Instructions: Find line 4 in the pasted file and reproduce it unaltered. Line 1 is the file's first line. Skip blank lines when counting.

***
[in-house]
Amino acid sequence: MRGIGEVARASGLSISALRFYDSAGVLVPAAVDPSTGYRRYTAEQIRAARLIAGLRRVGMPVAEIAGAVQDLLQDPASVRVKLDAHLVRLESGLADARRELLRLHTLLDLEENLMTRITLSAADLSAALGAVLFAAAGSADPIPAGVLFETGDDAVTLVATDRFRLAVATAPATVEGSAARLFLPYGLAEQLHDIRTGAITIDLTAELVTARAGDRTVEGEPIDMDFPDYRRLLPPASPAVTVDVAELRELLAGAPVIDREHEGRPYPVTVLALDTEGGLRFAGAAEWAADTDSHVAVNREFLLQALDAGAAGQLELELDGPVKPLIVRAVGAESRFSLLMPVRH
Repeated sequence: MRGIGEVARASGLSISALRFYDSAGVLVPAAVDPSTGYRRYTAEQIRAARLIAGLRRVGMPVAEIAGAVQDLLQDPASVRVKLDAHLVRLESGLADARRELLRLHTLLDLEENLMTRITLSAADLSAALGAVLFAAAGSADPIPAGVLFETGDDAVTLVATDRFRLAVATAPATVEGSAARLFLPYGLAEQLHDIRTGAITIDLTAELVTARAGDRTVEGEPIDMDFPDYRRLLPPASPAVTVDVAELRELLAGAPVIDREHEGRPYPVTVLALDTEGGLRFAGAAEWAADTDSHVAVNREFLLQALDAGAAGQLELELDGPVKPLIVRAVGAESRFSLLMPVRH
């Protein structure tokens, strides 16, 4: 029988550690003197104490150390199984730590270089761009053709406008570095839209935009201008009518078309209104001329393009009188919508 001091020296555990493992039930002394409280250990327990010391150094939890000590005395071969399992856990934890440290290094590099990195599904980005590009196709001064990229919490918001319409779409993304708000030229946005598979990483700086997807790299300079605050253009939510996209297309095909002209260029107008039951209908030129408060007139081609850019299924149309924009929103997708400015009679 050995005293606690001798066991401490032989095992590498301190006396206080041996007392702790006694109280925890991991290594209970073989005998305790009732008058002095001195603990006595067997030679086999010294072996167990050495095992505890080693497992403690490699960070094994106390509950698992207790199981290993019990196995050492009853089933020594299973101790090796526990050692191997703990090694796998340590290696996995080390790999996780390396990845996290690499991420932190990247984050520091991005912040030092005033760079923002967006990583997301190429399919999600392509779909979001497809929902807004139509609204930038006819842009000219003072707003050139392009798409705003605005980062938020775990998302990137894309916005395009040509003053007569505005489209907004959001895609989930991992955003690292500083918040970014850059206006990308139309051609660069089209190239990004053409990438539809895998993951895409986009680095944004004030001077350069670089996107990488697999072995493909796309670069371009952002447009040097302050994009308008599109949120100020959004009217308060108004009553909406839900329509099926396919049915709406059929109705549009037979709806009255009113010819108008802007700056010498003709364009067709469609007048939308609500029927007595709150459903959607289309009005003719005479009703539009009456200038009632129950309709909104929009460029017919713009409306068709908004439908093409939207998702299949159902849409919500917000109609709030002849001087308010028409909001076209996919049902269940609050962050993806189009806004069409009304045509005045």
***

């Protein structure tokens, strides 16, 4: 029988550690003197104490150390199984730590270089761009053709406008570095839209935009201008009518078309209104001329393009009188919508 001091020296555990493992039930002394409280250990327990010391150094939890000590005395071969399992856990934890440290290094590099990195599904980005590009196709001064990229919490918001319409779409993304708000030229946005598979990483700086997807790299300079605050253009939510996209297309095909002209260029107008039951209908030129408060007139081609850019299924149309924009929103997708400015009679 050995005293606690001798066991401490032989095992590498301190006396206080041996007392702790006694109280925890991991290594209970073989005998305790009732008058002095001195603990006595067997030679086999010294072996167990050495095992505890080693497992403690490699960070094994106390509950698992207790199981290993019990196995050492009853089933020594299973101790090796526990050692191997703990090694796998340590290696996995080390790999996780390396990845996290690499991420932190990247984050520091991005912040030092005033760079923002967006990583997301190429399919999600392509779909979001497809929902807004139509609204930038006819842009000219003072707003050139392009798409705003605005980062938020775990998302990137894309916005395009040509003053007569505005489209907004959001895609989930991992955003690292500083918040970014850059206006990308139309051609660069089209190239990004053409990438539809895998993951895409986009680095944004004030001077350069670089996107990488697999072995493909796309670069371009952002447009040097302050994009308008599109949120100020959004009217308060108004009553909406839900329509099926396919049915709406059929109705549009037979709806009255009113010819108008802007700056010498003709364009067709469609007048939308609500029927007595709150459903959607289309009005003719005479009703539009009456200038009632129950309709909104929009460029017919713009409306068709908004439908093409939207998702299949159902849409919500917000109609709030002849001087308010028409909001076209996919049902269940609050962050993806189009806004069409009304045509005045």